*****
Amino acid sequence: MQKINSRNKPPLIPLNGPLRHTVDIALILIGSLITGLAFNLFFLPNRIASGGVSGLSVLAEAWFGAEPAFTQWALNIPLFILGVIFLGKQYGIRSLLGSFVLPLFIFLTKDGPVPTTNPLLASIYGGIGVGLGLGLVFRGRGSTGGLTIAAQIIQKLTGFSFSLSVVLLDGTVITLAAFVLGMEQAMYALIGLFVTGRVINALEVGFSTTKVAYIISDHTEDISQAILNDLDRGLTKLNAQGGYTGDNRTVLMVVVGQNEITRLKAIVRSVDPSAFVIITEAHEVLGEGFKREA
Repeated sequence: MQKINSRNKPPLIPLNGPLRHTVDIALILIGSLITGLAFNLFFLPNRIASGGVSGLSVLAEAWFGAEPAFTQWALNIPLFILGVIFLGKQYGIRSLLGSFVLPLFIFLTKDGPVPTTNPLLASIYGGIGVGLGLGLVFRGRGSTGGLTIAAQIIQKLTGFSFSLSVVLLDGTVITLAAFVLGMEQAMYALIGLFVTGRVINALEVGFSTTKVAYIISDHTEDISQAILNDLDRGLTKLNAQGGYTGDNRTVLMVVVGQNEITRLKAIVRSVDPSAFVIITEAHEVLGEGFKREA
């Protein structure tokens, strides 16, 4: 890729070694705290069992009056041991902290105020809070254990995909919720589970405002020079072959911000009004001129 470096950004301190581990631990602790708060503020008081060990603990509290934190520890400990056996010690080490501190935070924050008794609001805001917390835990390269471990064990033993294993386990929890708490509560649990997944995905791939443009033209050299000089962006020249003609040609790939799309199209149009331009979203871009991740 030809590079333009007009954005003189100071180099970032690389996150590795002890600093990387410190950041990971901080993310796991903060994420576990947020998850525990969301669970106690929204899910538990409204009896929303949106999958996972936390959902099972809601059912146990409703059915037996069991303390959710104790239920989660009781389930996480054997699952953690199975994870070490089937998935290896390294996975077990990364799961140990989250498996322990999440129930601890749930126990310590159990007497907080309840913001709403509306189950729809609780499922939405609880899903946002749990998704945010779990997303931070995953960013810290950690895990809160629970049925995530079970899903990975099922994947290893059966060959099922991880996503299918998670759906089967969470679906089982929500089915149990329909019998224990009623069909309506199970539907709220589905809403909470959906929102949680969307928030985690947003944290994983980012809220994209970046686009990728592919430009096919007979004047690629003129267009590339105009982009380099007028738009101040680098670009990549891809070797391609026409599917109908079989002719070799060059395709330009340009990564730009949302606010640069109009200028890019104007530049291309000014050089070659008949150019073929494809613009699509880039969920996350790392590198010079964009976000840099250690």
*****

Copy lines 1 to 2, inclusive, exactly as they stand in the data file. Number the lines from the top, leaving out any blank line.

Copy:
Amino acid sequence: MQKINSRNKPPLIPLNGPLRHTVDIALILIGSLITGLAFNLFFLPNRIASGGVSGLSVLAEAWFGAEPAFTQWALNIPLFILGVIFLGKQYGIRSLLGSFVLPLFIFLTKDGPVPTTNPLLASIYGGIGVGLGLGLVFRGRGSTGGLTIAAQIIQKLTGFSFSLSVVLLDGTVITLAAFVLGMEQAMYALIGLFVTGRVINALEVGFSTTKVAYIISDHTEDISQAILNDLDRGLTKLNAQGGYTGDNRTVLMVVVGQNEITRLKAIVRSVDPSAFVIITEAHEVLGEGFKREA
Repeated sequence: MQKINSRNKPPLIPLNGPLRHTVDIALILIGSLITGLAFNLFFLPNRIASGGVSGLSVLAEAWFGAEPAFTQWALNIPLFILGVIFLGKQYGIRSLLGSFVLPLFIFLTKDGPVPTTNPLLASIYGGIGVGLGLGLVFRGRGSTGGLTIAAQIIQKLTGFSFSLSVVLLDGTVITLAAFVLGMEQAMYALIGLFVTGRVINALEVGFSTTKVAYIISDHTEDISQAILNDLDRGLTKLNAQGGYTGDNRTVLMVVVGQNEITRLKAIVRSVDPSAFVIITEAHEVLGEGFKREA